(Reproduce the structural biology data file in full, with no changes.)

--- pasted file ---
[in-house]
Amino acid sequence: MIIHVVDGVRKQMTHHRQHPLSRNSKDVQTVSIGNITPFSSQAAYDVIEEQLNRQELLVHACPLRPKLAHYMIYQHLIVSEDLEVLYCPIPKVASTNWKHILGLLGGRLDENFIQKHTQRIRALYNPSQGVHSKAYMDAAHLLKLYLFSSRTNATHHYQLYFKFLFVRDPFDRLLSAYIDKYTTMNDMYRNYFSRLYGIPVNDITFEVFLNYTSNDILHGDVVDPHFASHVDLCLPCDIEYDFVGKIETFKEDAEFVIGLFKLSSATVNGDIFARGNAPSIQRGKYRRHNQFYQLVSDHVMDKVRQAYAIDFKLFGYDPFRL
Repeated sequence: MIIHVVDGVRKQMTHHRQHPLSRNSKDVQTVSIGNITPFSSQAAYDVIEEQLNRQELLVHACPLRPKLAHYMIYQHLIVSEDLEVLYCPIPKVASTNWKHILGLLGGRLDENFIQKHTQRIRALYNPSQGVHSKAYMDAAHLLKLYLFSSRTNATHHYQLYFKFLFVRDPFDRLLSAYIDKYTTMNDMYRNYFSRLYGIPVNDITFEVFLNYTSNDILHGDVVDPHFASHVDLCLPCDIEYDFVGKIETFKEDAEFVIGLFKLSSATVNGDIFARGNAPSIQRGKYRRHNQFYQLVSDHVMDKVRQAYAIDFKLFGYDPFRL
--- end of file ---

[in-house]
Amino acid sequence: MIIHVVDGVRKQMTHHRQHPLSRNSKDVQTVSIGNITPFSSQAAYDVIEEQLNRQELLVHACPLRPKLAHYMIYQHLIVSEDLEVLYCPIPKVASTNWKHILGLLGGRLDENFIQKHTQRIRALYNPSQGVHSKAYMDAAHLLKLYLFSSRTNATHHYQLYFKFLFVRDPFDRLLSAYIDKYTTMNDMYRNYFSRLYGIPVNDITFEVFLNYTSNDILHGDVVDPHFASHVDLCLPCDIEYDFVGKIETFKEDAEFVIGLFKLSSATVNGDIFARGNAPSIQRGKYRRHNQFYQLVSDHVMDKVRQAYAIDFKLFGYDPFRL
Repeated sequence: MIIHVVDGVRKQMTHHRQHPLSRNSKDVQTVSIGNITPFSSQAAYDVIEEQLNRQELLVHACPLRPKLAHYMIYQHLIVSEDLEVLYCPIPKVASTNWKHILGLLGGRLDENFIQKHTQRIRALYNPSQGVHSKAYMDAAHLLKLYLFSSRTNATHHYQLYFKFLFVRDPFDRLLSAYIDKYTTMNDMYRNYFSRLYGIPVNDITFEVFLNYTSNDILHGDVVDPHFASHVDLCLPCDIEYDFVGKIETFKEDAEFVIGLFKLSSATVNGDIFARGNAPSIQRGKYRRHNQFYQLVSDHVMDKVRQAYAIDFKLFGYDPFRL